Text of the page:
Other modifications of silicon dioxide are known in some other minerals such as tridymite and cristobalite , as well as the much less common coesite and stishovite. Biologically generated forms are also known as kieselguhr and diatomaceous earth. Vitreous silicon dioxide is known as tektites , and obsidian , and rarely as lechatelierite.
Some synthetic forms are known as keatite and W-silica. Opals are composed of complicated crystalline aggregates of partially hydrated silicon dioxide. Other high-pressure forms of silica are known, such as coesite and stishovite: Similar melting and cooling of silica occurs following lightning strikes, forming glassy lechatelierite. Silica is rather inert chemically. It is not attacked by any acids other than hydrofluoric acid. However, it slowly dissolves in hot concentrated alkalis, and does so rather quickly in fused metal hydroxides or carbonates to give metal silicates.
Among the elements, it is attacked only by fluorine at room temperature to form silicon tetrafluoride: Silica nevertheless reacts with many metal and metalloid oxides to form a wide variety of compounds important in the glass and ceramic industries above all, but also have many other uses: Increasing water concentration results in the formation of hydrated silica gels and colloidal silica dispersions. Hence, although some simple silicic acids have been identified in dilute solutions, such as orthosilicic acid Si OH 4 and metasilicic acid SiO OH 2 , none of these are likely to exist in the solid state.
Silicate and aluminosilicate minerals have many different structures and varying stoichiometry, but they may be classified following some general principles. The lattice of oxygen atoms that results is usually close-packed or close to it, with the charge being balanced by other cations in various different polyhedral sites according to size.
Be 2 SiO 4 phenacite is rather unusual as both Be II and Si IV occupy tetrahedral four-coordinated sites; the other divalent cations instead occupy six-coordinated octahedral sites and often isomorphously replace each other as in olivine , Mg,Fe,Mn 2 SiO 4. Ca, Mg, Fe are eight-coordinated and the trivalent ones are six-coordinated e. Regular coordination is not always present: Soro -silicates, involving discrete double or triple tetrahedral units, are quite rare: Many differences arise due to the differing repeat distances of conformation across the line of tetrahedra.
A repeat distance of two is most common, as in most pyroxene minerals, but repeat distances of one, three, four, five, six, seven, nine, and twelve are also known. These chains can then link across each other to form double chains and ribbons, as in the asbestos minerals, involving repeated chains of cyclic tetrahedron rings.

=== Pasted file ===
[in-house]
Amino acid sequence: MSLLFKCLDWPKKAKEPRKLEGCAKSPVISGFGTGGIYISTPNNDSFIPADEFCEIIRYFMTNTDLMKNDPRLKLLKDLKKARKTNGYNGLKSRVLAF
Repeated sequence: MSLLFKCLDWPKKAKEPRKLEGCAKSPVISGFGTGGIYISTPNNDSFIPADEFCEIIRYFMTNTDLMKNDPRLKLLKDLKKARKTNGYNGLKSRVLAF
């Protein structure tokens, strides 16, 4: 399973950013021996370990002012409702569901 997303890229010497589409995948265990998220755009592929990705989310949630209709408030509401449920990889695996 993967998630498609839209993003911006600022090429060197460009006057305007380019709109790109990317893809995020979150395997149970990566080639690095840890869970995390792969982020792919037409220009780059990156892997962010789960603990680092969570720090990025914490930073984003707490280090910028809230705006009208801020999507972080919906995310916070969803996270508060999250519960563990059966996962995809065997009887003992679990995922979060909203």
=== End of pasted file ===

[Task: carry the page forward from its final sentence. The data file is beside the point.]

Layer silicates, such as the clay minerals and the micas , are very common, and are often formed by horizontal cross-linking of metasilicate chains or planar condensation of smaller units.
Three-dimensional framework aluminosilicates are structurally very complex; they may be conceived of as starting from the SiO 2 structure, but having replaced up to one-half of the Si IV atoms with Al III they require more cations to be included in the structure to balance charge. Examples include feldspars the most abundant minerals on the Earth , zeolites , and ultramarines. Zeolites have many polyhedral cavities in their frameworks truncated cuboctahedra being most common, but other polyhedra are also known as zeolite cavities , allowing them to include loosely bound molecules such as water in their structure.
However, SiS 2 lacks the variety of structures of SiO 2 , and quickly hydrolyses to silica and hydrogen sulfide. It is also ammonoloysed quickly and completely by liquid ammonia as follows to form an imide: It reacts with the sulfides of sodium, magnesium, aluminium, and iron to form metal thiosilicates: Ethylsilicate is useful as its controlled hydrolysis produces adhesive or film-like forms of silica.
It would make a promising ceramic if not for the difficulty of working with and sintering it: Reacting silyl halides with ammonia or alkylammonia derivatives in the gaseous phase or in ethanolic solution produces various volatile silylamides, which are silicon analogues of the amines: Many such compounds have been prepared, the only known restriction being that the nitrogen is always tertiary, and species containing the SiH—NH group are unstable at room temperature.
Similarly, trisilylamines are weaker as ligands than their carbon analogues, the tertiary amines , although substitution of some SiH 3 groups by CH 3 groups mitigates this weakness.
Silicon carbide SiC was first made by Edward Goodrich Acheson in , who named it carborundum to reference its intermediate hardness and abrasive power between diamond an allotrope of carbon and corundum aluminium oxide. He soon founded a company to manufacture it, and today about one million tonnes are produced each year.
They are variations of the same chemical compound that are identical in two dimensions and differ in the third. Thus, they can be viewed as layers stacked in a certain sequence. It is resistant to most aqueous acids, phosphoric acid being an exception.
It is mostly used as an abrasive and a refractory materia, as it is chemically stable and very strong, and it fractures to form a very sharp cutting edge. It is also useful as an intrinsic semiconductor, as well as an extrinsic semiconductor upon being doped. Because the Si—C bond is close in strength to the C—C bond, organosilicon compounds tend to be markedly thermally and chemically stable.
Furthermore, since carbon and silicon are chemical congeners, organosilicon chemistry shows some significant similarities with carbon chemistry, for example in the propensity of such compounds for catenation and forming multiple bonds.